The African Centre for Biosafety (ACB), a non-profit organization based in South Africa that provides information, research, and policy analysis regarding social justice, genetic engineering and ecological sustainability, recently published a critique of AGRA’s “African Agricultural Status Report 2013,” entitled, “Giving With One Hand and Taking With Two.” In their critique, they summarize and analyze AGRA’s report in an attempt to answer important questions regarding AGRA’s plan to increase circulation of private capital in order to increase agricultural production on the continent.
ACB investigates the proposed use of public funds, the distribution of benefits resulting from increased circulation of private capital, and AGRA’s basic assumption that increased agricultural production benefits all. They note that AGRA proposes the channeling of public resources toward projects and policies that will lead to profitability, indicating a benefit for commercial farmers who use high-input farming methods at the expense of farmers who are not in the position to produce as businesses. In addressing the distribution of benefits, ACB notes that with the injection of private capital, which is the basis of AGRA’s plan, the farmer will always have to give up a portion of their revenue or product to the owner of said capital. ACB emphasizes the importance of finding ways to increase productivity where the value created can stay with the producers and not go to investors. Further indicating an unfavorable distribution of benefits, ACB notes that some of AGRA’s interventions, most notably their push for seed harmonization, will have direct negative impacts on small-scale farmers because of new regulatory and legal obstacles that would inhibit these farmers’ current practices.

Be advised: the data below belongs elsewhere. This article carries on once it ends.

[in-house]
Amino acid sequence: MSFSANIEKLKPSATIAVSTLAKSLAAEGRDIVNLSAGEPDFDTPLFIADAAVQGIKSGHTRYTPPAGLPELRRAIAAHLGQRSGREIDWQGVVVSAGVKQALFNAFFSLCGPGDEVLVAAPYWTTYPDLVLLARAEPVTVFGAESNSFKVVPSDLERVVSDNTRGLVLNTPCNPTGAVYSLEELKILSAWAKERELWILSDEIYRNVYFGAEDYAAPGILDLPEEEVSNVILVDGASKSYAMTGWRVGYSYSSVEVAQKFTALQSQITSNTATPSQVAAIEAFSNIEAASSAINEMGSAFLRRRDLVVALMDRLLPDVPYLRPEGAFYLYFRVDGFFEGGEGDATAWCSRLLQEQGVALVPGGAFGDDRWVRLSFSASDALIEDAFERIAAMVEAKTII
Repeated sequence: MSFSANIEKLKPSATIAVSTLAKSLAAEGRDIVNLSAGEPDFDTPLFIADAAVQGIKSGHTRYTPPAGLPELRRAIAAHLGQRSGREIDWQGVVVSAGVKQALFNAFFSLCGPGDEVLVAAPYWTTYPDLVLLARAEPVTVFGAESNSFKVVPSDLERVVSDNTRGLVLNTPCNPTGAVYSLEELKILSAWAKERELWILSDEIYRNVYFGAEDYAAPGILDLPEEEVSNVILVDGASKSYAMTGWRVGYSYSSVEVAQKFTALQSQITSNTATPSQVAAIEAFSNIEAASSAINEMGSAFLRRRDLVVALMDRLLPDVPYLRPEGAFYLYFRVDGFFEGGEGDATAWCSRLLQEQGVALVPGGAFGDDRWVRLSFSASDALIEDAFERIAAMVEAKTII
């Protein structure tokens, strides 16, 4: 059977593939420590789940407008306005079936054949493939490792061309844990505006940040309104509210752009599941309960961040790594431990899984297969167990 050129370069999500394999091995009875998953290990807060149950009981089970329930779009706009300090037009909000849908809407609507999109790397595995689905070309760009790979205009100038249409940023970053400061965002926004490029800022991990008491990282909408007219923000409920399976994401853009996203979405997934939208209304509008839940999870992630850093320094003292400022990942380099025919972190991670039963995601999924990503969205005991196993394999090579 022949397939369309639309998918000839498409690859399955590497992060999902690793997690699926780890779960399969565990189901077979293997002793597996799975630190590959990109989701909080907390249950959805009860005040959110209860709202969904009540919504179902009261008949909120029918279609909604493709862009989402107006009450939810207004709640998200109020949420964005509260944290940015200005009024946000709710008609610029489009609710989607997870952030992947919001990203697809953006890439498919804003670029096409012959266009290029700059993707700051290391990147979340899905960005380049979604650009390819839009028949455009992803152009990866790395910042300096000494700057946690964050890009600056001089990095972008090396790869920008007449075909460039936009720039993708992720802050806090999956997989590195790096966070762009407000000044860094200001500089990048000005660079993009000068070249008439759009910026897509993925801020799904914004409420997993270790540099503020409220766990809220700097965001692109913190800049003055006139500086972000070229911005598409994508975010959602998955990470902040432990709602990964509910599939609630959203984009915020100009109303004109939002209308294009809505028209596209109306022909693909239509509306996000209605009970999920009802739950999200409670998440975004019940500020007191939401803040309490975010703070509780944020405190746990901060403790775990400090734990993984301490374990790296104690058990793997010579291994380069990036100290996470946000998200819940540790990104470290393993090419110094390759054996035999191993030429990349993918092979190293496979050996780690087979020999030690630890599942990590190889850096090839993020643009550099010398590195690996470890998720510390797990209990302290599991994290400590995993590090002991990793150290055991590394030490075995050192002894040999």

According to ACB, AGRA’s assumption that everyone benefits from increased production is erroneous. AGRA’s strategy is not only an inappropriate intervention for African agriculture but their focus on industrial agriculture ignores the importance of diversity in ecological agriculture, and the facts that farmers’ practices are time tested and have adapted to fit into local socio-ecological contexts for thousands of years. ACB suggests working with farmers to strengthen current practices instead of starting from scratch with AGRA’s industrial agricultural plan.
AGRA Watch’s newest intern, Tyler White, provided this analysis. To find out more about ACB’s report, please visit http://www.acbio.org.za
While voters in California and Washington rejected ballot proposals requiring foods containing genetically modified ingredients to be labeled as such, two dozen more states are expected to introduce labeling bills. Opponents of GM labeling laws have consequently responded by coming up with a plan to thwart consumers’ right to know what is in their food.
Last month, the Union for Concerned Scientists published a blog regarding the arguments made by GE proponents for the necessity of genetically engineered crops. Particularly in the context of food production, GE advocates frequently assert that genetic modification will be a viable option to increase the world’s food supply while non-GE solutions will prove to be inadequate. However, according to senior scientist in the Food and Environmental Program at the Union of Concerned Scientist, Doug Gurian-Sherman, there is often a lack of substantive evidence supporting these claims. “Analysis of the coming constraints on food production (like climate change) and the potential of different approaches to improve food production and distribution are needed before any such declarations can be made with confidence,” says Gurian-Sherman. According to Sherman, the effectiveness of genetic engineering is best evaluated if rigorous regulations and scientific testing of GE technologies are conducted by objective third parties.
In his op-ed piece for the New York Times, Peter Buffett discusses how (even the most well-intended) philanthropists at times “are searching for answers with their right hand to problems that others have created with their left.” According to Buffett, studies show that inequality continues to rise despite the steady growth of the non-profit sector. In other words, although the rich feel good and sleep better at night after “giving to the poor,” the disadvantaged are ” further locked into a system that will not allow the true flourishing of his or her nature…”